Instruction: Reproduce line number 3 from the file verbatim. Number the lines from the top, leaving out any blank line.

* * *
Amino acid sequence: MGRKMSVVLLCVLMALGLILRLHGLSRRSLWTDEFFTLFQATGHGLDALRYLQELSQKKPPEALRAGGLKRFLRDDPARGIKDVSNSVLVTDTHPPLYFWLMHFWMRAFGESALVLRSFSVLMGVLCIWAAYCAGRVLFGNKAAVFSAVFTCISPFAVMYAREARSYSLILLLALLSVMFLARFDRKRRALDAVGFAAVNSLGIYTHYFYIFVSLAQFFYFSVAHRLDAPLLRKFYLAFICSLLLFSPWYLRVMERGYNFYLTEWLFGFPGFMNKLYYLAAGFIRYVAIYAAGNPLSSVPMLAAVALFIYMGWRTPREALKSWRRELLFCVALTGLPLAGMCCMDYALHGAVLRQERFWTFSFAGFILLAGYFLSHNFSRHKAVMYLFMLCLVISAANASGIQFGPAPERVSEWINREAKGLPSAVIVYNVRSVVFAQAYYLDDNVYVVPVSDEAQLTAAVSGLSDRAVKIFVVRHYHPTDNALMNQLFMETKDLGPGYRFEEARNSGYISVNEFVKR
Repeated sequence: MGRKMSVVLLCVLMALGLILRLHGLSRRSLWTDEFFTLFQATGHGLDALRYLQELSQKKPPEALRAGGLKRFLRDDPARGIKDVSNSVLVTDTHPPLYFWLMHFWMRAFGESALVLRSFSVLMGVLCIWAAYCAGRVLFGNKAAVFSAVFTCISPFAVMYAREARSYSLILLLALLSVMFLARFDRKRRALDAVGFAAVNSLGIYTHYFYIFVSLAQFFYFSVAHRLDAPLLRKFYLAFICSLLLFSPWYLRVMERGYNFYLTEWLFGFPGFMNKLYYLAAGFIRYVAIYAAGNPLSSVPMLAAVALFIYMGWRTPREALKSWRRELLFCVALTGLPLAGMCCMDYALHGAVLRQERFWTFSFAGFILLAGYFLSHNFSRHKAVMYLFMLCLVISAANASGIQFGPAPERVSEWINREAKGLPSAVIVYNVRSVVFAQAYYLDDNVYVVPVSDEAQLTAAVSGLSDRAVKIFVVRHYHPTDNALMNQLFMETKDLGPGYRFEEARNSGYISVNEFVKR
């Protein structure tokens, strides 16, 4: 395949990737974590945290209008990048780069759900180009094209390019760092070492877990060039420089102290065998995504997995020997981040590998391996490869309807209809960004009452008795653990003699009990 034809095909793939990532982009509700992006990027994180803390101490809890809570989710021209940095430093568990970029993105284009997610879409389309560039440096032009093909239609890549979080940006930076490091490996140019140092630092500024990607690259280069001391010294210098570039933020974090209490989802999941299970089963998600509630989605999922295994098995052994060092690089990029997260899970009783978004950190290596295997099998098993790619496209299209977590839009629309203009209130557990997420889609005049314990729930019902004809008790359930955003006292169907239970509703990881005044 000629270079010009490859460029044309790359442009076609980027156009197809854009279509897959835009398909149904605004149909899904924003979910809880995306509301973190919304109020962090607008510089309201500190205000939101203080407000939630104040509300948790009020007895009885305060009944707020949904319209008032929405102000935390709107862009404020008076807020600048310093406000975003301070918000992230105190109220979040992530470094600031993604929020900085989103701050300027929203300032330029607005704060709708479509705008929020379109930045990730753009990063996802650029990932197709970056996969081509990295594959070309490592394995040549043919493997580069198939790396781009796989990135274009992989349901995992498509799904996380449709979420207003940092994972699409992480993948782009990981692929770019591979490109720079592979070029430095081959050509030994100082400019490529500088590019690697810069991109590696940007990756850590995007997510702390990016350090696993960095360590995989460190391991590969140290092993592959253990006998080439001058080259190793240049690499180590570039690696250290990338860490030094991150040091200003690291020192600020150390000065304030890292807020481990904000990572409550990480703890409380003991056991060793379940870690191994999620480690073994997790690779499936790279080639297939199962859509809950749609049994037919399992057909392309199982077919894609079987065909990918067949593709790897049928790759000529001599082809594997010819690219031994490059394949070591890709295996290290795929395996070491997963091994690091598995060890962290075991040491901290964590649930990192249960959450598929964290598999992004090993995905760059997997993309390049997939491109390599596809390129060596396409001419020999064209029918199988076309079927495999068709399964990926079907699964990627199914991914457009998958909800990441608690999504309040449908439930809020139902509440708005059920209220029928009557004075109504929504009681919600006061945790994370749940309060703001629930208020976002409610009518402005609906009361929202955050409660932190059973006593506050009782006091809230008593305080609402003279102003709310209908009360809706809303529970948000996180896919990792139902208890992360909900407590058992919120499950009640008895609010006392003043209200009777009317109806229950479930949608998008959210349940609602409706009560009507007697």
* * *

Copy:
């Protein structure tokens, strides 16, 4: 395949990737974590945290209008990048780069759900180009094209390019760092070492877990060039420089102290065998995504997995020997981040590998391996490869309807209809960004009452008795653990003699009990 034809095909793939990532982009509700992006990027994180803390101490809890809570989710021209940095430093568990970029993105284009997610879409389309560039440096032009093909239609890549979080940006930076490091490996140019140092630092500024990607690259280069001391010294210098570039933020974090209490989802999941299970089963998600509630989605999922295994098995052994060092690089990029997260899970009783978004950190290596295997099998098993790619496209299209977590839009629309203009209130557990997420889609005049314990729930019902004809008790359930955003006292169907239970509703990881005044 000629270079010009490859460029044309790359442009076609980027156009197809854009279509897959835009398909149904605004149909899904924003979910809880995306509301973190919304109020962090607008510089309201500190205000939101203080407000939630104040509300948790009020007895009885305060009944707020949904319209008032929405102000935390709107862009404020008076807020600048310093406000975003301070918000992230105190109220979040992530470094600031993604929020900085989103701050300027929203300032330029607005704060709708479509705008929020379109930045990730753009990063996802650029990932197709970056996969081509990295594959070309490592394995040549043919493997580069198939790396781009796989990135274009992989349901995992498509799904996380449709979420207003940092994972699409992480993948782009990981692929770019591979490109720079592979070029430095081959050509030994100082400019490529500088590019690697810069991109590696940007990756850590995007997510702390990016350090696993960095360590995989460190391991590969140290092993592959253990006998080439001058080259190793240049690499180590570039690696250290990338860490030094991150040091200003690291020192600020150390000065304030890292807020481990904000990572409550990480703890409380003991056991060793379940870690191994999620480690073994997790690779499936790279080639297939199962859509809950749609049994037919399992057909392309199982077919894609079987065909990918067949593709790897049928790759000529001599082809594997010819690219031994490059394949070591890709295996290290795929395996070491997963091994690091598995060890962290075991040491901290964590649930990192249960959450598929964290598999992004090993995905760059997997993309390049997939491109390599596809390129060596396409001419020999064209029918199988076309079927495999068709399964990926079907699964990627199914991914457009998958909800990441608690999504309040449908439930809020139902509440708005059920209220029928009557004075109504929504009681919600006061945790994370749940309060703001629930208020976002409610009518402005609906009361929202955050409660932190059973006593506050009782006091809230008593305080609402003279102003709310209908009360809706809303529970948000996180896919990792139902208890992360909900407590058992919120499950009640008895609010006392003043209200009777009317109806229950479930949608998008959210349940609602409706009560009507007697």